Grace's Guide To British Industrial History

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Grace's Guide is the leading source of historical information on industry and manufacturing in Britain. This web publication contains 147,919 pages of information and 233,587 images on early companies, their products and the people who designed and built them.

Grace's Guide is the leading source of historical information on industry and manufacturing in Britain. This web publication contains 147,919 pages of information and 233,587 images on early companies, their products and the people who designed and built them.

Difference between revisions of "James Eldridge"

From Graces Guide
 
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'''1884 Obituary <ref> [[1884 Institution of Civil Engineers: Obituaries]] </ref>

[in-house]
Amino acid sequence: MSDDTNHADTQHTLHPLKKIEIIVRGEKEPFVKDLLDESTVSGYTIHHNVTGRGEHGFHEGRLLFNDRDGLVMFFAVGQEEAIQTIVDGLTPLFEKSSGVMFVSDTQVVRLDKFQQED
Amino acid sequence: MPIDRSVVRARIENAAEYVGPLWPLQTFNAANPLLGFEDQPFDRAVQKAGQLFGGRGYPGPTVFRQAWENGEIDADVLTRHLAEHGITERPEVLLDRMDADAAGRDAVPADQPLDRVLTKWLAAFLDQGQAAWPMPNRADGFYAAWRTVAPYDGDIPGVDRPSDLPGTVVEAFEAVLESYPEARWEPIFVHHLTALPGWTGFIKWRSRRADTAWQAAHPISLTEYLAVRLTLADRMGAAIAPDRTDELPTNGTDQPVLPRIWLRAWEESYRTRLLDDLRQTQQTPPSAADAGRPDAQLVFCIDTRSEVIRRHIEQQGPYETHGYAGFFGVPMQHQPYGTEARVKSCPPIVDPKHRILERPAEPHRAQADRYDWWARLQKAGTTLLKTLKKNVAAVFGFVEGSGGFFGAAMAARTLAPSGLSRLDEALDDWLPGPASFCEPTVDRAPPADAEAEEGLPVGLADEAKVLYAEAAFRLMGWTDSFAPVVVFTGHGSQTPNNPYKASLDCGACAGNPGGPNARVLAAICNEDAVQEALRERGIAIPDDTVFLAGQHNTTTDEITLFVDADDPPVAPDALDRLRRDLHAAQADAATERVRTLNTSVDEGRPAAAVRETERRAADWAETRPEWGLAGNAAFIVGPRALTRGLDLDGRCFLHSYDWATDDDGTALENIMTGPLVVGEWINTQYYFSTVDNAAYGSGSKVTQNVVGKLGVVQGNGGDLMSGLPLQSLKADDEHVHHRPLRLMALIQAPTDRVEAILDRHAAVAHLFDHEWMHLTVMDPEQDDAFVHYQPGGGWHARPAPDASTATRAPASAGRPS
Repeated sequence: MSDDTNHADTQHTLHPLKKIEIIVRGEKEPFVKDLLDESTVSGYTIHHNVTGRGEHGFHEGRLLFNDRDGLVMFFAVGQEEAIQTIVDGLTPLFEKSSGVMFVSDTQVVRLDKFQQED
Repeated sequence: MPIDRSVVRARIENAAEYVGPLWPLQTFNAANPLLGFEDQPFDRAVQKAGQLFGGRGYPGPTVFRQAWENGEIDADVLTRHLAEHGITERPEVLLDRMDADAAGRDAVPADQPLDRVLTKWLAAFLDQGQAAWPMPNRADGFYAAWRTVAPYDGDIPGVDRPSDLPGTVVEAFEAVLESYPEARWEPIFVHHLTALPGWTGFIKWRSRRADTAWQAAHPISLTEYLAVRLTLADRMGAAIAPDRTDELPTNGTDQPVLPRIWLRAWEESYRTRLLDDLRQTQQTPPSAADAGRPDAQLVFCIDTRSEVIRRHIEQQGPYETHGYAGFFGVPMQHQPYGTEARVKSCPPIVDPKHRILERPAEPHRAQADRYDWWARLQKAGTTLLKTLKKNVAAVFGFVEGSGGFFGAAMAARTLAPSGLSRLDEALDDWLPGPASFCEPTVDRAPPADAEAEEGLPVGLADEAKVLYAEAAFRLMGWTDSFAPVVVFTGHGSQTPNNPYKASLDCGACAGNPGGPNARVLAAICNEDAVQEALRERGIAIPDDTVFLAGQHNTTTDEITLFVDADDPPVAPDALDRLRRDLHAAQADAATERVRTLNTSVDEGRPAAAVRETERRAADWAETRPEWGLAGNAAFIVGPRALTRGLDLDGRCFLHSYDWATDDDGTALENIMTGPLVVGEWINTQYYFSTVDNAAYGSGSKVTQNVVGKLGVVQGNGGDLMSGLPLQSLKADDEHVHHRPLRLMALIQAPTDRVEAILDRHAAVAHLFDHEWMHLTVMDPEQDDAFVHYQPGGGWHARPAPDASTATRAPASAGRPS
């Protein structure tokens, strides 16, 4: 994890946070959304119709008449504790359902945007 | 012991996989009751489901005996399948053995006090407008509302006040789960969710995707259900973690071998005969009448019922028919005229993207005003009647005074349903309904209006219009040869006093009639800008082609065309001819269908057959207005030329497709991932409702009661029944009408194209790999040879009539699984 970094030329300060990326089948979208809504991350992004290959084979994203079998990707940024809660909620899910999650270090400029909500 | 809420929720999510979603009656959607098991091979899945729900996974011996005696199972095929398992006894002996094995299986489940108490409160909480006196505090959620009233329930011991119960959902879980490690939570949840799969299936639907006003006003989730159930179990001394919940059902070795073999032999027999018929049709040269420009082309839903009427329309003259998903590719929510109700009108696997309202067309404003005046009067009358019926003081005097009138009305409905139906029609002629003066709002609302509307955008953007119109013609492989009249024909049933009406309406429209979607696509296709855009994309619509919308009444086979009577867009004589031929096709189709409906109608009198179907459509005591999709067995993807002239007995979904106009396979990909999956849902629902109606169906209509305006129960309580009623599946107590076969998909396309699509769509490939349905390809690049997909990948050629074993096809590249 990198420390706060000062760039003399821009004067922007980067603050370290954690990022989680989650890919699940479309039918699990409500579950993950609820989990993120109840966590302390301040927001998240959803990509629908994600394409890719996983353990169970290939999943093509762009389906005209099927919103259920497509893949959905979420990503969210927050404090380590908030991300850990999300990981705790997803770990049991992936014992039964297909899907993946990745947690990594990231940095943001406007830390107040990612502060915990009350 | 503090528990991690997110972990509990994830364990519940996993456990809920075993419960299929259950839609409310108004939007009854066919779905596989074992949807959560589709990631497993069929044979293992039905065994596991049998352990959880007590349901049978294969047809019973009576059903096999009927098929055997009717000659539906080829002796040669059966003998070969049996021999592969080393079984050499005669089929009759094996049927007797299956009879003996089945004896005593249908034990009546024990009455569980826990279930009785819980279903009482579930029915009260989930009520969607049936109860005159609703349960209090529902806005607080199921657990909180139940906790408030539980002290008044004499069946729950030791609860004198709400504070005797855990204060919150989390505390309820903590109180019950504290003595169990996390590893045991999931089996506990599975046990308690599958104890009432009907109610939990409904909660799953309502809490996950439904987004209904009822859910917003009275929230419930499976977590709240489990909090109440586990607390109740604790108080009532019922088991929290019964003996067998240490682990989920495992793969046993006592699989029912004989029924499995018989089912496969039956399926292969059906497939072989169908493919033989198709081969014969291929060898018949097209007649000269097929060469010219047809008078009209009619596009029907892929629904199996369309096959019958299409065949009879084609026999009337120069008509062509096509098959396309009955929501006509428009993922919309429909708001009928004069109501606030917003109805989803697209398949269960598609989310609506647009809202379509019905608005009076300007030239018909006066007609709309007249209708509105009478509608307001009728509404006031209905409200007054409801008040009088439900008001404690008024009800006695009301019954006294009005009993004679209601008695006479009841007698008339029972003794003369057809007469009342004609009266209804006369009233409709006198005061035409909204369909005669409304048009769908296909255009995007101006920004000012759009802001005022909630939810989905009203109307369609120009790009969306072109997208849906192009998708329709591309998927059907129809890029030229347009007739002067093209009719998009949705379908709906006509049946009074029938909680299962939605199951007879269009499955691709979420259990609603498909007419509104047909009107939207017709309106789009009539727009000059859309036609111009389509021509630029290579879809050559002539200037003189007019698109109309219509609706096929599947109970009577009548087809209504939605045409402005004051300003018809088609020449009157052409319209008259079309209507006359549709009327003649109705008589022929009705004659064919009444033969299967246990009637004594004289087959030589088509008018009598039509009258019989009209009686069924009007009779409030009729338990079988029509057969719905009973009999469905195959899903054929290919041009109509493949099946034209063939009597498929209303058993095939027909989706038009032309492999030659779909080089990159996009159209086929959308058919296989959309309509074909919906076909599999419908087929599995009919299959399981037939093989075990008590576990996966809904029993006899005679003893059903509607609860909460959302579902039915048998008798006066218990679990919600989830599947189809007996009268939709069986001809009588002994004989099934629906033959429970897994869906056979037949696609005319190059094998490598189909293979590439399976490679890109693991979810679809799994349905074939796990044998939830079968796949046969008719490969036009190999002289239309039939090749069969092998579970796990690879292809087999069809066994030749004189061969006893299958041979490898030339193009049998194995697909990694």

'''1884 Obituary <ref> [[1884 Institution of Civil Engineers: Obituaries]] </ref>


JAMES ELDRIDGE was born at Seddlescombe, Sussex, in 1814,
and was educated at the Westminster Training College as a schoolmaster.


He was appointed to a school at Kewent in Gloucestershire
about 1837, and remained there till 1852. Here he did a
considerable amount of land surveying, chiefly in connection with
agricultural matters, but occasionally on railway surveys ; he was
also engaged on the gasworks at Newent.
In 1853 he was employed by [[Robert Paulson Spice|Mr. R. P. Spice]], M. Inst. C.E., upon extensions being
carried out at the Richmond, Wandsworth, Kingston-upon-Thames,
Watford, Hoddesdon, and other gasworks; and in the following
year took sole charge of the Richmond Works for Mr. Spice, who
was then lessee of them.
In 1864, the lease having expired, the
directors appointed Mr. Eldridge their Engineer and Manager, and
there he remained till his death on the 31st of May, 1884. During